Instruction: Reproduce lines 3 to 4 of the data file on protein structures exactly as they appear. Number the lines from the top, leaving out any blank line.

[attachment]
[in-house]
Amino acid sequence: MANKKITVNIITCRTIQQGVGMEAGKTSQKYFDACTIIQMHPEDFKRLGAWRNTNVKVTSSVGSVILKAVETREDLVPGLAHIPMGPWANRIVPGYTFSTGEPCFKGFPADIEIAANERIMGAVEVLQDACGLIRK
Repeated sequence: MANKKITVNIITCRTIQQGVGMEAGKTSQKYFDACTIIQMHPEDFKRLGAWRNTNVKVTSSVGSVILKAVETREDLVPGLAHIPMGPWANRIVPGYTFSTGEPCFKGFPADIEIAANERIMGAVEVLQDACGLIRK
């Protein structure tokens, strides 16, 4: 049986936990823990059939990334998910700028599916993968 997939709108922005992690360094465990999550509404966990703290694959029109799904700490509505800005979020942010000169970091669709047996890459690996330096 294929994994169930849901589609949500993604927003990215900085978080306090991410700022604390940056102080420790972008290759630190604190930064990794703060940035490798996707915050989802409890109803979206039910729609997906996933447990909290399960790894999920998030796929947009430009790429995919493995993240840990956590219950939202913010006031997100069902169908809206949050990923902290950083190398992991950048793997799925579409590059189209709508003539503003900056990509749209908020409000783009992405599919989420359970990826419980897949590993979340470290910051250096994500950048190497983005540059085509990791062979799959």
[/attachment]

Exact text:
Repeated sequence: MANKKITVNIITCRTIQQGVGMEAGKTSQKYFDACTIIQMHPEDFKRLGAWRNTNVKVTSSVGSVILKAVETREDLVPGLAHIPMGPWANRIVPGYTFSTGEPCFKGFPADIEIAANERIMGAVEVLQDACGLIRK
């Protein structure tokens, strides 16, 4: 049986936990823990059939990334998910700028599916993968 997939709108922005992690360094465990999550509404966990703290694959029109799904700490509505800005979020942010000169970091669709047996890459690996330096 294929994994169930849901589609949500993604927003990215900085978080306090991410700022604390940056102080420790972008290759630190604190930064990794703060940035490798996707915050989802409890109803979206039910729609997906996933447990909290399960790894999920998030796929947009430009790429995919493995993240840990956590219950939202913010006031997100069902169908809206949050990923902290950083190398992991950048793997799925579409590059189209709508003539503003900056990509749209908020409000783009992405599919989420359970990826419980897949590993979340470290910051250096994500950048190497983005540059085509990791062979799959």